Figure 4: Xenograft tumor burden in mice with overexpression or silencing of RPS7. (AD) In vivo tumorigenesis examined by animal assay and subcutaneous tumor growth from mice injected with cells expressing either RPS7 cDNA or shRNA and the corresponding controls (P < 0.05). Error bars = 95% CIs. (EF) Figures show tumor and body weights of mice at the end of observation. (G) Immunohistochemical staining of xenograft tumor tissues. Tissues were stained with rabbit anti-RPS7, HIF-1α, GLUT4 and LDHB antibodies and visualized with donkey anti-mouse secondary antibody (Magnification × 400).

To confirm whether the expression of RPS7 can up-or down-regulate HIF-1α, GLUT4 and LDHB in vivo, we performed IHC analyses on tumor sections from all the experimental groups. As shown in Figure 4G, compared with corresponding control groups, the overexpression of RPS7 decreased the expression of HIF-1α, GLUT4 and LDHB, while the silencing of RPS7 enhanced the expression of HIF-1α, GLUT4 and LDHB in vivo. These results in vivo demonstrated that RPS7 exhibited anti-tumor activities through suppression of HIF-1α, GLUT4 and LDHB in colorectal cancer.

The expression of RPS7, HIF-1α, GLUT4 and LDHB in CRC and ANT

We performed IHC and scored the results in TMA consisting of 79 patients with stage I-III colorectal cancer and corresponding adjacent normal tissues (ANT) to test the expression status of RPS7, HIF-1α, GLUT4 and LDHB. We found that the nuclear score for RPS7 was negatively correlated with HIF-1α, GLUT4 or LDHB staining in tumor tissues (p < 0.05), evidenced by the representative images showing the high expression of RPS7 corresponding to the low expressions of HIF-1α, GLUT4 or LDHB in same tissues (Figure 5A), or vice versa (Figure 5B). The expressions among HIF-1α, GLUT4 and LDHB were positively correlated (p = 0.028). We also found that the expression level of RPS7 in CRC was significantly lower than that in ANT (p < 0.05) (Figure 5C and Table 1). However, the IHC scores of HIF-1α, GLUT4 and LDHB were remarkably higher in CRC than those in ANT (p < 0.05) (Figure 5C and Table 1).

Immunohistochemical analyses of RPS7, HIF-1&#x03B1;, GLUT4 and LDHB expression.

Figure 5: Immunohistochemical analyses of RPS7, HIF-1α, GLUT4 and LDHB expression. Representative images from tissue microarray stained for RPS7 and HIF-1α. (A) positive expression of RPS7 in nuclei was correlated with negative expression of HIF-1α, GLUT4 and LDHB in the same core of colorectal cancer (× 400). (B) negative nuclear accumulation of RPS7 was correlated with positive expression of HIF-1α, GLUT4 and LDHB in the same core of colorectal cancer (× 400). (C) the IHC scores of RPS7, HIF-1α, GLUT4 and LDHB in tissue samples of colorectal cancer and corresponding adjacent normal tissues.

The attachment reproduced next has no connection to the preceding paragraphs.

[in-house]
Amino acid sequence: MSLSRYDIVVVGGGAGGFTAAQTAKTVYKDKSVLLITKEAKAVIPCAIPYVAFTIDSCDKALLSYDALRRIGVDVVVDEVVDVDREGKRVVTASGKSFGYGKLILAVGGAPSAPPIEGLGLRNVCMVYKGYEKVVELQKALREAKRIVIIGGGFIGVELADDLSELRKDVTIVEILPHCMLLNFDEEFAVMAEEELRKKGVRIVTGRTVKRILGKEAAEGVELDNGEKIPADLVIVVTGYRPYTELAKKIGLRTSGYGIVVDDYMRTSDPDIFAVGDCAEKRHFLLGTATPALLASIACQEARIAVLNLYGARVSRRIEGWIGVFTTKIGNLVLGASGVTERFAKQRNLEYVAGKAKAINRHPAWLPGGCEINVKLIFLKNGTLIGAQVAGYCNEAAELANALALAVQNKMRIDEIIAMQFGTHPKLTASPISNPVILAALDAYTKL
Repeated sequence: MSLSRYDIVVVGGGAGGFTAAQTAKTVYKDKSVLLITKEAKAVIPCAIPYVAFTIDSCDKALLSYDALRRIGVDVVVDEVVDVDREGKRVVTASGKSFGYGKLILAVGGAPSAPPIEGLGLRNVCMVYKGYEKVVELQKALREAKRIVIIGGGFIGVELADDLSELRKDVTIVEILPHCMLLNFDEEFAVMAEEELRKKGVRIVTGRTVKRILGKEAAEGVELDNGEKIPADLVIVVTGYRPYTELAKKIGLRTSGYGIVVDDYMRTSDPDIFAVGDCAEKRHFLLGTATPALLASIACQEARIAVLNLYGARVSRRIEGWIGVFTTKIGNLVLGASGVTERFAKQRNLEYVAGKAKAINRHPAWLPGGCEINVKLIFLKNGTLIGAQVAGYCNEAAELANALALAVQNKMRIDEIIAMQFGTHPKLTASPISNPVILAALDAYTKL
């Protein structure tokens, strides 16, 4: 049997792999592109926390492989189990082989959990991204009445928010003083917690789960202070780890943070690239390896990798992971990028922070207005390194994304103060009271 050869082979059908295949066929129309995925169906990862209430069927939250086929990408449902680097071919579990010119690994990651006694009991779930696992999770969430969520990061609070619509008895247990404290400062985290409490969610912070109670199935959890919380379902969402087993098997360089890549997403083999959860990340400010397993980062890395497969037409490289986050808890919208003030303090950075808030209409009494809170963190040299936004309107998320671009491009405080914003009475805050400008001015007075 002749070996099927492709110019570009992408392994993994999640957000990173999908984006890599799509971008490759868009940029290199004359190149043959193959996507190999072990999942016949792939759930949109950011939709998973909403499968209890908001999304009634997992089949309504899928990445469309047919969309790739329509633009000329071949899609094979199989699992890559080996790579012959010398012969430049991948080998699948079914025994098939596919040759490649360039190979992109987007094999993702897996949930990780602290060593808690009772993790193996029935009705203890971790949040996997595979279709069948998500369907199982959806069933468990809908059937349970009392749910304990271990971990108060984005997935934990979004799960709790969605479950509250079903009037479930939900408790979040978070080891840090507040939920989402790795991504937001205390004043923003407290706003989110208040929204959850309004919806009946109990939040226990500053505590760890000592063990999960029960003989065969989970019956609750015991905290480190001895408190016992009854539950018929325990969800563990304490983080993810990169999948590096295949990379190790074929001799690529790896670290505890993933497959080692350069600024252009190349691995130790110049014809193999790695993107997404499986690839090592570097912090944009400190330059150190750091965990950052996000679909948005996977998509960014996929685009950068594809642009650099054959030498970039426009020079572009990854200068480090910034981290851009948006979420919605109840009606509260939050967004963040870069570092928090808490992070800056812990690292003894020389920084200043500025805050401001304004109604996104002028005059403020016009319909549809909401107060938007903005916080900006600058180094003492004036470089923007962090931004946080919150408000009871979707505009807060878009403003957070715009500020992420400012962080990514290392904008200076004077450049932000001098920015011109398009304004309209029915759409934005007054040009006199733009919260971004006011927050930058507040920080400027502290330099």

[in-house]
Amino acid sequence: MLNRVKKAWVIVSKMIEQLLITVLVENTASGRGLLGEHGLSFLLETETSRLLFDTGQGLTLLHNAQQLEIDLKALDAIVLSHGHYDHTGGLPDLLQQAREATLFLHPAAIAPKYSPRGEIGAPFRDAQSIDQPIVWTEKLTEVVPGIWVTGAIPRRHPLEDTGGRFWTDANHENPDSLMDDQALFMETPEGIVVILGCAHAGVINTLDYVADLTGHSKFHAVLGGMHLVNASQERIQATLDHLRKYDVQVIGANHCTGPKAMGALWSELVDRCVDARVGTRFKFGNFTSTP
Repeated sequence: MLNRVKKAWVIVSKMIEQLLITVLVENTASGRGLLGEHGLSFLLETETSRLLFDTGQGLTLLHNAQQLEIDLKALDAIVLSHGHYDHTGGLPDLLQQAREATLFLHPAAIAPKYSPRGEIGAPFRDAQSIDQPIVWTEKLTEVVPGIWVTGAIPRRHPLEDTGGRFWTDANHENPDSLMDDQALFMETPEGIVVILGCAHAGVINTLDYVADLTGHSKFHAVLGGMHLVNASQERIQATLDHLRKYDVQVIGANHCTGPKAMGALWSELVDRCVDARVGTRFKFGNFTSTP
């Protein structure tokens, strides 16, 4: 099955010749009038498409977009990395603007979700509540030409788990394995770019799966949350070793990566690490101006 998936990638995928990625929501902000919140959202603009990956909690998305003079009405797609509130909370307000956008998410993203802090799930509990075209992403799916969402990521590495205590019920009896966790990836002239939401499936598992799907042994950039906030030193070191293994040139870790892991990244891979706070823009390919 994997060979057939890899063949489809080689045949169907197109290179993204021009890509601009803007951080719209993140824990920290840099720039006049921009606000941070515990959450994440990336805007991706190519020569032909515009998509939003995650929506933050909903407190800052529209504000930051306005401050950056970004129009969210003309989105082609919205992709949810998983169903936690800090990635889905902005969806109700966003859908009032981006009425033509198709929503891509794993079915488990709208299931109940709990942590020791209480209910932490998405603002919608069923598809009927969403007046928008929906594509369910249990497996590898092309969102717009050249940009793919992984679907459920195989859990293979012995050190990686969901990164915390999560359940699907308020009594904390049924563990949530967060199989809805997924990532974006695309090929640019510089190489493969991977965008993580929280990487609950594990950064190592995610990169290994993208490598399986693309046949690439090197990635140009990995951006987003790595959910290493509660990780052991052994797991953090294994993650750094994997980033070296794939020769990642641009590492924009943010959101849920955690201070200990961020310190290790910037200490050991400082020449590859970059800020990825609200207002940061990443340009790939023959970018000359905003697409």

Table 1: Association of RPS7, HIF-1α, GLUT4 and LDHB expressions with CRC TNM stage

 

ANT N (%)

Stage I N (%)

Stage II N (%)

Stage III N (%)

Number

79

6

27

46

RPS7 expression

 No staining

3 (3.8)

5 (5.8)

19 (70.4)

31 (67.4)

 Weak staining

47 (59.2)

1 (94.2)

8 (29.6)

15 (32.6)

 Intermediate staining

23 (29.1)

0 (0)

0 (0)

0 (0)

 Strong staining

6 (7.6)

0 (0)

0 (0)

0 (0)

IHC score

 Mean ± SE

3.51 ± 2.23

0.17 ± 0.37

0.52 ± 0.69

0.66 ± 1.22

Pa

 

< 0.01

< 0.01

< 0.01

Pb

< 0.01

 

 

 

HIF-1α expression

 No staining

13 (16.5)

0 (0)

0 (0)

0 (0)

 Weak staining

42 (53.2)

2 (33.3)

0 (0)

0 (0)

 Intermediate staining

22 (27.8)

4 (66.7)

9 (33.3)

7 (15.2)

 Strong staining

2 (2.5)

0 (0)

18 (66.7)

39 (84.8)

IHC score

 Mean ± SE

3.88 ± 2.70

10.17 ± 3.29

10.48 ± 1.79

9.67 ± 2.34

Pa

 

= 0.015

< 0.01

< 0.01

Pb

< 0.01

 

 

 

GLUT4 expression

 No staining

23 (29.1)

0(0)

0 (0)

0 (0)

 Weak staining

46 (58.2)

0(0)

4 (14.8)

2 (4.3)

 Intermediate staining

10 (12.7)

2 (33.3)

4 (14.8)

19 (41.3)

 Strong staining

0 (0)

4 (66.7)

19 (70.4)

25 (54.4)

IHC score

 Mean ± SE

2.3 ± 2.05

10 ± 1.63

9.17 ± 2.7

8.78 ± 3.11

Pa

 

= 0.06

< 0.01

< 0.01

Pb

< 0.01

 

 

 

LDHB expression

 No staining

18 (22.8)

0(0)

0 (0)

0 (0)

 Weak staining

39 (49.4)

0(0)

4 (14.8)

3 (6.5)

 Intermediate staining

21 (26.6)

4 (66.7)

5 (18.5)

20 (43.5)

 Strong staining

1 (1.3)

2 (33.3)

18 (66.7)

23 (50)

IHC score

 Mean ± SE

2.91 ± 2.22

8.17 ± 1.21

7.85 ± 2.45

8.7 ± 2.18

Pa

 

= 0.04

< 0.01

< 0.01

Pb

< 0.01

 

 

 

aKruskal-Wallis Test for IHC score of protein expression between adjacent normal tissue (ANT) and corresponding patients with stage I, II, III, respectively;

bKruskal-Wallis Test for IHC score of protein expression between ANT and all patients;